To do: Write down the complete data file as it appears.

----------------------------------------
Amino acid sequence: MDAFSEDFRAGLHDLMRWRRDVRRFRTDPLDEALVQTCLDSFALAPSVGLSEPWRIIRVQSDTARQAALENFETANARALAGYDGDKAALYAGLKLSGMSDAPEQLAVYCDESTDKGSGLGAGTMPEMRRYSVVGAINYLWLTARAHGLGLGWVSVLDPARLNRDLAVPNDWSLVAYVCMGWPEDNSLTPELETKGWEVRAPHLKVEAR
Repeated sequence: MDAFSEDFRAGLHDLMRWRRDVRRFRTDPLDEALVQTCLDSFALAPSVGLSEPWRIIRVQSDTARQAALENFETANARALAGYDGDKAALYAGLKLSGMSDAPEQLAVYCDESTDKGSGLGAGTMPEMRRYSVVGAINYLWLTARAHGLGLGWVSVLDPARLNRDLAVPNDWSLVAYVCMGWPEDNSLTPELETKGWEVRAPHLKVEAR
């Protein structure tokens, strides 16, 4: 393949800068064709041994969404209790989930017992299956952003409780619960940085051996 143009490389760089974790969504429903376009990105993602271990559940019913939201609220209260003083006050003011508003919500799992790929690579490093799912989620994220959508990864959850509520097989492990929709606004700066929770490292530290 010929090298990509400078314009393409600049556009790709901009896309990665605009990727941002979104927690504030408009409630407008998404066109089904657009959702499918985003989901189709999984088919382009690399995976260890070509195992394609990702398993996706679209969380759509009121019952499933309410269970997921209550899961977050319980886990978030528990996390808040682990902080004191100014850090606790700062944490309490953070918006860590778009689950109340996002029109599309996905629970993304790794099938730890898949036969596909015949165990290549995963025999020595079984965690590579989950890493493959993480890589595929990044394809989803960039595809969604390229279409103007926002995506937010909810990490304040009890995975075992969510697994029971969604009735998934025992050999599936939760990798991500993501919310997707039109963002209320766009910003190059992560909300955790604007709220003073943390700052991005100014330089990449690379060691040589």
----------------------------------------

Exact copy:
Amino acid sequence: MDAFSEDFRAGLHDLMRWRRDVRRFRTDPLDEALVQTCLDSFALAPSVGLSEPWRIIRVQSDTARQAALENFETANARALAGYDGDKAALYAGLKLSGMSDAPEQLAVYCDESTDKGSGLGAGTMPEMRRYSVVGAINYLWLTARAHGLGLGWVSVLDPARLNRDLAVPNDWSLVAYVCMGWPEDNSLTPELETKGWEVRAPHLKVEAR
Repeated sequence: MDAFSEDFRAGLHDLMRWRRDVRRFRTDPLDEALVQTCLDSFALAPSVGLSEPWRIIRVQSDTARQAALENFETANARALAGYDGDKAALYAGLKLSGMSDAPEQLAVYCDESTDKGSGLGAGTMPEMRRYSVVGAINYLWLTARAHGLGLGWVSVLDPARLNRDLAVPNDWSLVAYVCMGWPEDNSLTPELETKGWEVRAPHLKVEAR
């Protein structure tokens, strides 16, 4: 393949800068064709041994969404209790989930017992299956952003409780619960940085051996 143009490389760089974790969504429903376009990105993602271990559940019913939201609220209260003083006050003011508003919500799992790929690579490093799912989620994220959508990864959850509520097989492990929709606004700066929770490292530290 010929090298990509400078314009393409600049556009790709901009896309990665605009990727941002979104927690504030408009409630407008998404066109089904657009959702499918985003989901189709999984088919382009690399995976260890070509195992394609990702398993996706679209969380759509009121019952499933309410269970997921209550899961977050319980886990978030528990996390808040682990902080004191100014850090606790700062944490309490953070918006860590778009689950109340996002029109599309996905629970993304790794099938730890898949036969596909015949165990290549995963025999020595079984965690590579989950890493493959993480890589595929990044394809989803960039595809969604390229279409103007926002995506937010909810990490304040009890995975075992969510697994029971969604009735998934025992050999599936939760990798991500993501919310997707039109963002209320766009910003190059992560909300955790604007709220003073943390700052991005100014330089990449690379060691040589």